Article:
One of the last surviving female World War Two pilots dies aged 101

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One of the last surviving female Second World War pilots has died at the age of 101.

Mary Ellis delivered spitfires and bombers during the war as a member of the Air Transport Auxiliary (ATA).

She flew over 1,000 aircraft during the conflict before moving to the Isle of Wight to manage Sandown airport from 1950 to 1970.

In 1961, she married fellow pilot Don Ellis, who she lived with by the runway of the airport until his death in 2009.

Mary Ellis
Mary Ellis delivered spitfires and bombers during the war(Ian West/PA)

Earlier this year, she was given the freedom of the Isle of Wight after being described by council leader Dave Stewart as a “national, international and island heroine”.

Eleanor Wadsworth, who lives in Bury St Edmunds, Nancy Stratford, who lives in the US, and Jaye Edwards, who lives in Canada, are now the only three surviving female pilots from the Second World War.

Leading tributes, the head of the RAF, Air Chief Marshal Sir Stephen Hillier, tweeted: “Another terrible loss. Mary Ellis, pioneering female aviator, Air Transport Auxiliary veteran, an inspiration to generations.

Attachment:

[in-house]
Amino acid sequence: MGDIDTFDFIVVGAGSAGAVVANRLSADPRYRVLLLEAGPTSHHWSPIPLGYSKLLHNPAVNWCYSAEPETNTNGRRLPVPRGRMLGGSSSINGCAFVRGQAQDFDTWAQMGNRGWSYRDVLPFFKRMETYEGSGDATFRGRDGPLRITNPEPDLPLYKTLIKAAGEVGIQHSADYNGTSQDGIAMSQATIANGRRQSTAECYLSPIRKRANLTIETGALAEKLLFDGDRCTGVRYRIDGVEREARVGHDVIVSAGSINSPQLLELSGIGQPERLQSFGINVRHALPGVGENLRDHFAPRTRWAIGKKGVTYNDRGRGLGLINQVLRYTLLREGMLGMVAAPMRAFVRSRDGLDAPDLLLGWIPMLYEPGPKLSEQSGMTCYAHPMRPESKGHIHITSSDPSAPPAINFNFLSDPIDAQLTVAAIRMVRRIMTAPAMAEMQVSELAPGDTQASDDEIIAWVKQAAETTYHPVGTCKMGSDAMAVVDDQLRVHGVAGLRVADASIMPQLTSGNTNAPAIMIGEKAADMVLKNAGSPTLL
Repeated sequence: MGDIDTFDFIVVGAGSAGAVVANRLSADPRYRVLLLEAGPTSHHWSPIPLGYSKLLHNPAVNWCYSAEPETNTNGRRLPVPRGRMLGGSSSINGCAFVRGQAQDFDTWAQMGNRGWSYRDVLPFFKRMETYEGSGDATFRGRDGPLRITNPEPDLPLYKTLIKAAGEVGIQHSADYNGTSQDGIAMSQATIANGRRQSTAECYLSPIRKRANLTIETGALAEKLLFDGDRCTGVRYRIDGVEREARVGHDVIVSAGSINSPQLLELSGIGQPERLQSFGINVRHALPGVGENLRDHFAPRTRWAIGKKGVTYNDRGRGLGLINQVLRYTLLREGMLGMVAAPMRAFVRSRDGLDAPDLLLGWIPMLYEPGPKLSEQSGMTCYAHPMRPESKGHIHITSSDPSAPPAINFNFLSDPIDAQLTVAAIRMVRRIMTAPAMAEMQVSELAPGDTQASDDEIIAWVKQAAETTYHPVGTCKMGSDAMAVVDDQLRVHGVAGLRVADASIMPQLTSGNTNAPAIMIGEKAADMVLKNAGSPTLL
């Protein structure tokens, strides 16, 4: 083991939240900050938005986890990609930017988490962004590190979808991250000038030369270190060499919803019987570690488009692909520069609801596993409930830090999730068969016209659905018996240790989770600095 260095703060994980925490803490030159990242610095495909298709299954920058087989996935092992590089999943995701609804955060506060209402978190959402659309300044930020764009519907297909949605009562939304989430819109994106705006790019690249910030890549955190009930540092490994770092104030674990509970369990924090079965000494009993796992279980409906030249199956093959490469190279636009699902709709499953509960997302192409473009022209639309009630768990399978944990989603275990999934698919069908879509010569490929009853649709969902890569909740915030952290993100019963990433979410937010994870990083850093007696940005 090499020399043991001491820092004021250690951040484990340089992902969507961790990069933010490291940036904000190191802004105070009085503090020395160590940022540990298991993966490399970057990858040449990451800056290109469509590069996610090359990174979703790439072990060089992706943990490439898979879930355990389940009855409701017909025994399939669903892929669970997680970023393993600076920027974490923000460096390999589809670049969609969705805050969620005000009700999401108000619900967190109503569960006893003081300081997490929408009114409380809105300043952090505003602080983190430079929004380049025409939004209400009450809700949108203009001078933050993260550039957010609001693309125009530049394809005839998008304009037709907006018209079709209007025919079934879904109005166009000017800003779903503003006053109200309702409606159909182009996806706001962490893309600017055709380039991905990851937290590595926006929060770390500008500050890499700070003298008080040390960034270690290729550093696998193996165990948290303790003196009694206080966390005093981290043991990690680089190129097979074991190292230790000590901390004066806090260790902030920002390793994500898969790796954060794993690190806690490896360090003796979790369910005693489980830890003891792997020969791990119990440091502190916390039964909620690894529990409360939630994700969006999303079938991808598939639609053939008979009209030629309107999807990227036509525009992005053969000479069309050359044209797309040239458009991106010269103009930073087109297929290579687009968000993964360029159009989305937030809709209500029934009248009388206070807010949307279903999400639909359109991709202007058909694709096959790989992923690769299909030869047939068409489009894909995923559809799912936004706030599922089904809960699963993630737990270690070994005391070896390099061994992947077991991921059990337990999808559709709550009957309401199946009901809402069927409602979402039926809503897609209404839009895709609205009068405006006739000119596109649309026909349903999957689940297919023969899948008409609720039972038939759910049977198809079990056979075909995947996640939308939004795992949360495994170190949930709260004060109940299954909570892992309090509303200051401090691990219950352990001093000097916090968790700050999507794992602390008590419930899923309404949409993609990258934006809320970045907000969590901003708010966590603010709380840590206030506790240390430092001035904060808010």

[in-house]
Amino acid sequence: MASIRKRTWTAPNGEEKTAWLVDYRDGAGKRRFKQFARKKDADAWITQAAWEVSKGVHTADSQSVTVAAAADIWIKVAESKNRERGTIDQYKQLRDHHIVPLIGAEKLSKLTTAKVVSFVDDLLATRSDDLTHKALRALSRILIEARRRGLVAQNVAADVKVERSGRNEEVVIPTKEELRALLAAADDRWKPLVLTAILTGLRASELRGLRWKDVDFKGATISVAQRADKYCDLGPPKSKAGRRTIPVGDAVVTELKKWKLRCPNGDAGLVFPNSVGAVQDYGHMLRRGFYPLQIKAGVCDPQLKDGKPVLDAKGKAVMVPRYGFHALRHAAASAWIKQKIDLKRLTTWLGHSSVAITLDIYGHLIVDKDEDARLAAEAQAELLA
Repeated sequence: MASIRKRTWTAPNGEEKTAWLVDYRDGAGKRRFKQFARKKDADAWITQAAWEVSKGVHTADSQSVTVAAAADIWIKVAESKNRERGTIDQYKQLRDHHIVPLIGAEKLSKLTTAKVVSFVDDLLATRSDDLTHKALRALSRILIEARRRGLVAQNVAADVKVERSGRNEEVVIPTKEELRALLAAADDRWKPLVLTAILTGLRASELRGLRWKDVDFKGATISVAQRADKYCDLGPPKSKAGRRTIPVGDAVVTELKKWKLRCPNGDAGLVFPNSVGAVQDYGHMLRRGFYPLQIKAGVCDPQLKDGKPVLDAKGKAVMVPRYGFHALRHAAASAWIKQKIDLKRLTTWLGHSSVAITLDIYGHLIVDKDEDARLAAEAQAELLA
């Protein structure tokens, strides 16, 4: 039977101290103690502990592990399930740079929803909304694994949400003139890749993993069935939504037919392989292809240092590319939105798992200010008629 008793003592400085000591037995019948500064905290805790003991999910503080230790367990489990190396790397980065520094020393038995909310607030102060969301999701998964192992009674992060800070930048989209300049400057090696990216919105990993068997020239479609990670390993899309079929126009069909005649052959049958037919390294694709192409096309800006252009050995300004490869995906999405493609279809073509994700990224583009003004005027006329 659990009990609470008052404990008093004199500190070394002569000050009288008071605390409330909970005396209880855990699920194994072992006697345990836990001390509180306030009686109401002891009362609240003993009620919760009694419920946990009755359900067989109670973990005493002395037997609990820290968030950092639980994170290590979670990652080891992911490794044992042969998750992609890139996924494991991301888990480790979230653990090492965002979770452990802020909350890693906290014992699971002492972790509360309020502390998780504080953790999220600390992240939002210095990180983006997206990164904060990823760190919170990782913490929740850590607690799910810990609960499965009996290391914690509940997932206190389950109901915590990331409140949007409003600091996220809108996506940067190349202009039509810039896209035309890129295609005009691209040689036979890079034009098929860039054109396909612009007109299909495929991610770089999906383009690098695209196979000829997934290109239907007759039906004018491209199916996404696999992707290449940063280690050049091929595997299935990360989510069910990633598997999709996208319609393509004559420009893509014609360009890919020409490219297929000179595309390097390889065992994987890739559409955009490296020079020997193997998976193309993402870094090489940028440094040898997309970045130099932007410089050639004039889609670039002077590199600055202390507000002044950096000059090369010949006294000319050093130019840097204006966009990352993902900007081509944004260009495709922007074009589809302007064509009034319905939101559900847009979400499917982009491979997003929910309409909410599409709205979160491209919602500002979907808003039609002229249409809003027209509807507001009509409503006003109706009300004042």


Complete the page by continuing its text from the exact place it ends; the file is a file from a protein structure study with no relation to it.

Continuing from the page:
“I’ll always remember her proudly reminding us at RAF100 events that she was older than the RAF itself! RIP Mary.”

Paying her own tribute to Ms Ellis, Prime Minister Theresa May said on Twitter: “As an Air Transport Auxiliary veteran, Mary Ellis was truly a pioneering female aviator.

“Meeting her just last month to celebrate the centenary of the Royal Air Force was an honour.

“She was an inspiration to so many. My thoughts are with her many friends and family at this time.”

Red Arrows pilot Mike Ling also tweeted a tribute, saying: “More awful news. RIP Mary Ellis.

“A legend of the Air Transport Auxiliary. Over 1000 aircraft; 76 different types and over 400 Spitfires alone.

“I hope you’re enjoying a well-earned sherry up there with Joy Lofthouse again. Blue skies Ma’am #LestWeForget.”

RAF veteran Sally McGlone said: “RIP Mary Ellis, you have inspired so many women to fly.

“You will always be remembered, with love and thanks. Blue Skies Thank You. Aetheris Avidi – Eager for the Air.”

Last week, Geoffrey Wellum , one of the youngest Spitfire pilots to have fought in the Battle of Britain,  died at the age of 96.

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